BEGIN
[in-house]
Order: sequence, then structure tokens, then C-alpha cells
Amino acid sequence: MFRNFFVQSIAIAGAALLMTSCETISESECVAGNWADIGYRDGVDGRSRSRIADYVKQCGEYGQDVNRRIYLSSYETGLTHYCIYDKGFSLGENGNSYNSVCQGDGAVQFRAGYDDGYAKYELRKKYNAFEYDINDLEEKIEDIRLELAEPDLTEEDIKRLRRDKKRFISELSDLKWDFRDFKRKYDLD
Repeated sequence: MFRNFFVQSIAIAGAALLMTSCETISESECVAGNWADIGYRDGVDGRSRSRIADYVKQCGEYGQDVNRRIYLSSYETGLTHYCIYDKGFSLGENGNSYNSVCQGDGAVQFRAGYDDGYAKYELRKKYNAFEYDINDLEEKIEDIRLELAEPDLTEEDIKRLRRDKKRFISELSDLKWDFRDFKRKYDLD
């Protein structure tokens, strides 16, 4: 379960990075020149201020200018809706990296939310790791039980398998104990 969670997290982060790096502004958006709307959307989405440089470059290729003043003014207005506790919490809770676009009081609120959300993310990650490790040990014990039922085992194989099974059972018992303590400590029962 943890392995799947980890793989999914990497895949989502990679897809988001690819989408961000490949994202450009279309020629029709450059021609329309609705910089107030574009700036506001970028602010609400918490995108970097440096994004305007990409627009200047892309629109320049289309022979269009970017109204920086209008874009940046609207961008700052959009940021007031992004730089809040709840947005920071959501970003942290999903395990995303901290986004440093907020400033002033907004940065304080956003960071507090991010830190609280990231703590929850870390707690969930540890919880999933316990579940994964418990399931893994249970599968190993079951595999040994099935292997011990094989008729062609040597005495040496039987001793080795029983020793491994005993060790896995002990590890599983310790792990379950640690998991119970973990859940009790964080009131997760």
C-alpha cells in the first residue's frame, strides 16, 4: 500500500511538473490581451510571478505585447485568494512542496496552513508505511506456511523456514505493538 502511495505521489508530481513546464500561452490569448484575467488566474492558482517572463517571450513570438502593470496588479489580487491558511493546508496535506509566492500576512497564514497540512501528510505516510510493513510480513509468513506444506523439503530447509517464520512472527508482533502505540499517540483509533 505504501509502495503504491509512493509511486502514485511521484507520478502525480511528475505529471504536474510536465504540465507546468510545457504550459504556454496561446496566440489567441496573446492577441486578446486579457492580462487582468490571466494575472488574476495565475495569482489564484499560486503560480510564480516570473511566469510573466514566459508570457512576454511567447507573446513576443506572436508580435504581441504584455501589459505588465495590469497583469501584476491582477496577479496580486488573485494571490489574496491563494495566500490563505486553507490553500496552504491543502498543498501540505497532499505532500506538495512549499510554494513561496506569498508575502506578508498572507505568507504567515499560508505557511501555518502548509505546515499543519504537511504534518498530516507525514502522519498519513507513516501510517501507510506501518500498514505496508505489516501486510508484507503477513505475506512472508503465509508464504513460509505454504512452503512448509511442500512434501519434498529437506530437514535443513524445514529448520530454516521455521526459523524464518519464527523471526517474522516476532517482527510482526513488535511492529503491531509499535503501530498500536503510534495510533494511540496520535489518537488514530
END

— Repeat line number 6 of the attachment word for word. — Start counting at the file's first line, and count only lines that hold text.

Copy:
C-alpha cells in the first residue's frame, strides 16, 4: 500500500511538473490581451510571478505585447485568494512542496496552513508505511506456511523456514505493538 502511495505521489508530481513546464500561452490569448484575467488566474492558482517572463517571450513570438502593470496588479489580487491558511493546508496535506509566492500576512497564514497540512501528510505516510510493513510480513509468513506444506523439503530447509517464520512472527508482533502505540499517540483509533 505504501509502495503504491509512493509511486502514485511521484507520478502525480511528475505529471504536474510536465504540465507546468510545457504550459504556454496561446496566440489567441496573446492577441486578446486579457492580462487582468490571466494575472488574476495565475495569482489564484499560486503560480510564480516570473511566469510573466514566459508570457512576454511567447507573446513576443506572436508580435504581441504584455501589459505588465495590469497583469501584476491582477496577479496580486488573485494571490489574496491563494495566500490563505486553507490553500496552504491543502498543498501540505497532499505532500506538495512549499510554494513561496506569498508575502506578508498572507505568507504567515499560508505557511501555518502548509505546515499543519504537511504534518498530516507525514502522519498519513507513516501510517501507510506501518500498514505496508505489516501486510508484507503477513505475506512472508503465509508464504513460509505454504512452503512448509511442500512434501519434498529437506530437514535443513524445514529448520530454516521455521526459523524464518519464527523471526517474522516476532517482527510482526513488535511492529503491531509499535503501530498500536503510534495510533494511540496520535489518537488514530